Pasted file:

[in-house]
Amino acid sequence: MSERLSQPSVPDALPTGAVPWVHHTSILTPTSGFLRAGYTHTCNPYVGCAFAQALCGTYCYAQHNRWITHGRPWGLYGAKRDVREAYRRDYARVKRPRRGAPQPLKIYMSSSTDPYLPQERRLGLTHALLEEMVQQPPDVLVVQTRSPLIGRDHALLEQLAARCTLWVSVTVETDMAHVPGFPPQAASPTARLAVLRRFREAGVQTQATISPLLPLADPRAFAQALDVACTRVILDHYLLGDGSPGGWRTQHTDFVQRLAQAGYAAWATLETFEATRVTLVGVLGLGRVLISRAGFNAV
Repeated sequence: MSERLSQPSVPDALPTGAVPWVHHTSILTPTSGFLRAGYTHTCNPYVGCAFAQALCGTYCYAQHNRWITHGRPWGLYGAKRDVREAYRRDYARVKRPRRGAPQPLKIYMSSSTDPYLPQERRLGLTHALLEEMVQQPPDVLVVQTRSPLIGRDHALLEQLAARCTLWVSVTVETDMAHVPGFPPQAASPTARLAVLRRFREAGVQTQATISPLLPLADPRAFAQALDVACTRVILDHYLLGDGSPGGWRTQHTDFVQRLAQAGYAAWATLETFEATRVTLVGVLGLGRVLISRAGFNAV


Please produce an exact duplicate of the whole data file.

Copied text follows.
[in-house]
Amino acid sequence: MSERLSQPSVPDALPTGAVPWVHHTSILTPTSGFLRAGYTHTCNPYVGCAFAQALCGTYCYAQHNRWITHGRPWGLYGAKRDVREAYRRDYARVKRPRRGAPQPLKIYMSSSTDPYLPQERRLGLTHALLEEMVQQPPDVLVVQTRSPLIGRDHALLEQLAARCTLWVSVTVETDMAHVPGFPPQAASPTARLAVLRRFREAGVQTQATISPLLPLADPRAFAQALDVACTRVILDHYLLGDGSPGGWRTQHTDFVQRLAQAGYAAWATLETFEATRVTLVGVLGLGRVLISRAGFNAV
Repeated sequence: MSERLSQPSVPDALPTGAVPWVHHTSILTPTSGFLRAGYTHTCNPYVGCAFAQALCGTYCYAQHNRWITHGRPWGLYGAKRDVREAYRRDYARVKRPRRGAPQPLKIYMSSSTDPYLPQERRLGLTHALLEEMVQQPPDVLVVQTRSPLIGRDHALLEQLAARCTLWVSVTVETDMAHVPGFPPQAASPTARLAVLRRFREAGVQTQATISPLLPLADPRAFAQALDVACTRVILDHYLLGDGSPGGWRTQHTDFVQRLAQAGYAAWATLETFEATRVTLVGVLGLGRVLISRAGFNAV